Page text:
“O you who believe! Be upright for Allah, bearers of witness with justice, and let not hatred of a people incite you not to act equitably; act equitably, that is nearer to piety, and he careful of (your duty to) Allah; surely Allah is Aware of what you do”
The Quran. Al Maeda [The Table]; Verse 8.
The following article is drawn from the previous Quranic verse.
Riyadh, Asharq Al-Awsat- There has been much clamour recently with regards to Islamic banking’s deviation from its path and its failure to achieve its goals of [working within the confines of] Islamic Shariaa Law, rather it has moved closer to using the tools of conventional [non-Islamic] banking.
Many have strongly criticized the conventional banks which have entered the realm of Islamic finance in pursuit of the wealth that can be [easily] achieved within this industry, and in order to exploit the boom that it is currently witnessing. There are some executives within these banks who do not put into practice the decisions issued by Islamic Shariaa Law officiating bodies, rather they attempt to circumvent [these decisions] by any and all means.
There may be some truth in this, but we cannot deny that many of the conventional and Western banks, when offering Islamic financial services, are doing so for the purposes of achieving profit and not [providing services] for the religion itself. However the pursuit of profit is common to both conventional and Islamic banks, as this is permissible within Islamic Shariaa Law so long as said profits are not associated with prohibited practices. We also do not deny that there may be errors in the application of Shariaa Law, and in some cases, either intentionally or unintentionally Shariaa authorities are sometimes falsely charged by executives and decision-makers of approving a measure that they did not.
However those attempting to explain away these controversial issues with regards to the tools used in Islamic banking, and their deviation from Islamic Shariaa are ignoring a crystal clear and irrefutable fact. They are doing so purposefully to selfishly exploit the fact that those they are attacking [conventional banks offering Islamic financial services] are the weakest link within the Islamic financial system, and are unable to respond to these charges for several professional reasons. In addition to this, they have already faced such accusation from their own native communities, and so accept the same charges on the basis that they are being made by the Islamic community.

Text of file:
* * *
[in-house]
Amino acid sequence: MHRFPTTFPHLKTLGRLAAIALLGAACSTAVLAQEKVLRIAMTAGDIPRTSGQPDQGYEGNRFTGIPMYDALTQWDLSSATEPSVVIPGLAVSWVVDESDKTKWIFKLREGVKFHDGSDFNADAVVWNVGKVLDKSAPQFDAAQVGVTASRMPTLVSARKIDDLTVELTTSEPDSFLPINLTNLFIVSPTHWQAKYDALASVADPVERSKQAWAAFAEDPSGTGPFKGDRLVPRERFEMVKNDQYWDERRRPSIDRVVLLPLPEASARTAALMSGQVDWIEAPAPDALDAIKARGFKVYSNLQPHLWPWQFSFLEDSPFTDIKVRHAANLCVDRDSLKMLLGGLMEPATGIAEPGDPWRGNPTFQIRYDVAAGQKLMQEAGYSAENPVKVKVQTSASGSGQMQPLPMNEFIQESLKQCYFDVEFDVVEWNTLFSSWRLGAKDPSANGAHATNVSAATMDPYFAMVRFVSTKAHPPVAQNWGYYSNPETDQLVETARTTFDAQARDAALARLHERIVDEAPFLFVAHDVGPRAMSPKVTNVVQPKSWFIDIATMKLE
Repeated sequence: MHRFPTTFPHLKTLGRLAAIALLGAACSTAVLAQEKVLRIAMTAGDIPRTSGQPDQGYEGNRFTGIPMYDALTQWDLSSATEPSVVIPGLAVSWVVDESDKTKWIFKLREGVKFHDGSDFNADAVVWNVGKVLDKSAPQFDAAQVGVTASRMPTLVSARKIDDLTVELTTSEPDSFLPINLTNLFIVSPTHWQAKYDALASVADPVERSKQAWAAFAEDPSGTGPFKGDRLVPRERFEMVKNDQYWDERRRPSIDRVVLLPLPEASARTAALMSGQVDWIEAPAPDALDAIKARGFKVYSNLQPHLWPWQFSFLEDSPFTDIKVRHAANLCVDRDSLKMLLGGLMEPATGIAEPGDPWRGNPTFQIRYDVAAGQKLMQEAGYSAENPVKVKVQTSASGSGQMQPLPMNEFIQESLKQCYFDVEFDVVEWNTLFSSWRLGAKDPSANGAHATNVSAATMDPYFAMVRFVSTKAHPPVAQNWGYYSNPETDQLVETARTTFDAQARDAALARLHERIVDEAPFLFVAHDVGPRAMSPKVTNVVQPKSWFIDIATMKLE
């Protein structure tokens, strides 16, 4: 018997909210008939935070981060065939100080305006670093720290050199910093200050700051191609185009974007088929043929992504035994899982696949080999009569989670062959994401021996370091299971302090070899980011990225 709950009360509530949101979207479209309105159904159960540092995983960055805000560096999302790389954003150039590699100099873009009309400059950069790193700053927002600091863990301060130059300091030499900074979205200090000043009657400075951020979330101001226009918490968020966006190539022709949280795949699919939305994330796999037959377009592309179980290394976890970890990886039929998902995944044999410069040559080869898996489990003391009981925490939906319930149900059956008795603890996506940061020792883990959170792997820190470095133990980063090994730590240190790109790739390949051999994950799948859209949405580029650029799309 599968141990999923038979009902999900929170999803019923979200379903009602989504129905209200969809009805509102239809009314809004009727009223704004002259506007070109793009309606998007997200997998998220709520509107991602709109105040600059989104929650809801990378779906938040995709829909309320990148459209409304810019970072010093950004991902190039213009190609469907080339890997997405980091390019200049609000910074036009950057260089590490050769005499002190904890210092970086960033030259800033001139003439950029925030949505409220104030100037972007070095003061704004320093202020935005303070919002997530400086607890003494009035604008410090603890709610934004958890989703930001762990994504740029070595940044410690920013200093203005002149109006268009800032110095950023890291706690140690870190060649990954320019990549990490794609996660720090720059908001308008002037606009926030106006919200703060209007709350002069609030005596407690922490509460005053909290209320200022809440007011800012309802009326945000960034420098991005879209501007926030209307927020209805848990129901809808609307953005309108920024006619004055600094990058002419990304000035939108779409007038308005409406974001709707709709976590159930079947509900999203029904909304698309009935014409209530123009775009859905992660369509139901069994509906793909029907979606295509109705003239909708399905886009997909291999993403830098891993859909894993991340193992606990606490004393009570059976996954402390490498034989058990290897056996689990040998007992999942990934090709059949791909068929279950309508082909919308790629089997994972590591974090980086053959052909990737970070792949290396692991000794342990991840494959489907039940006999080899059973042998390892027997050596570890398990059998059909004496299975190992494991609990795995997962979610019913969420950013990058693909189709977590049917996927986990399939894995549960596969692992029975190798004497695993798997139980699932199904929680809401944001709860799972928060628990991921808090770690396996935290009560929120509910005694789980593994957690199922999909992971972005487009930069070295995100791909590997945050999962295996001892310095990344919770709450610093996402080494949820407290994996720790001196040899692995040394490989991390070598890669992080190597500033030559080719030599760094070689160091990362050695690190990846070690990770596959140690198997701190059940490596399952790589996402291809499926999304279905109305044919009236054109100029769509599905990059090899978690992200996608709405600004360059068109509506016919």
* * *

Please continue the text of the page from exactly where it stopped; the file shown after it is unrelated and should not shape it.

However the truth is that conventional [financial] institutions have a limited responsibility with regards to the controversy that is currently revolving around Islamic banking for two main reasons;
Firstly, the religious fatwas which the authority of certain financial measures are based upon e.g. tawarruq financial organization, sukkuk financial bonds, the combination of wages and loans, and other measures that can be found within Islamic banking are not based upon legitimate Islamic Shariaa Law, according to many such as the International Islamic Fiqh Academy, which is affiliated to the Muslim World League and the Accounting and Auditing Organization for Islamic Financial Institutions.
Secondly, the Shariaa authorities are not sufficiently supervising the Islamic financial services on offer although it is their responsibility to do so, especially with regards to the services offered by conventional banks. There are serious irregularities with regards to the legitimacy within Islamic Shariaa Law of the Islamic financial services these banks offer as a result of inadequate internal supervision and insufficient number of moderators to supervise the [Islamic] financial services on offer.
And so observers must realize that it is the Shariaa regulatory authorities that must be held accountable for the controversy that Islamic banking is currently suffering due to their acquiesce in some banking services that deviate from Islamic Shariaa Law. Before such services are approved these regulatory authorities must carefully study them, and ensure that they are not subject to points of contention between Islamic scholars, and do not contradict fatwas issued by Islamic Shariaa organizations unless they have sufficient evidence and a reasonable justification.
The Shariaa regulatory authorities must therefore begin to firmly supervise matters of Shariaa law and its usage in Islamic finance. This oversight must be conducted in a professional and academic manner, and result in the publication of quarterly or annual Shariaa regulatory report that details the violations [of Islamic Law] that have been identified, their causes, and ways in which they can be addressed [in the future]. The Shariaa regulatory authorities must also strictly tackle the irregularities that can currently be found within Islamic banking, and not be lenient with regards to this, otherwise financial institutions will not abide by their decisions and will continue to make mistakes. In cases where controversy exists with regards to an already approved measure, or a service which has a fatwa to uphold it; then the Shariaa regulatory authorities must issue statements to clarify these concern and not remain silent, as silence would indicate tacit approval of the controversial issue.
I am fully convinced that the Shariaa authorities, being accountable for such controversy, are capable of bringing them to an end and putting matters right.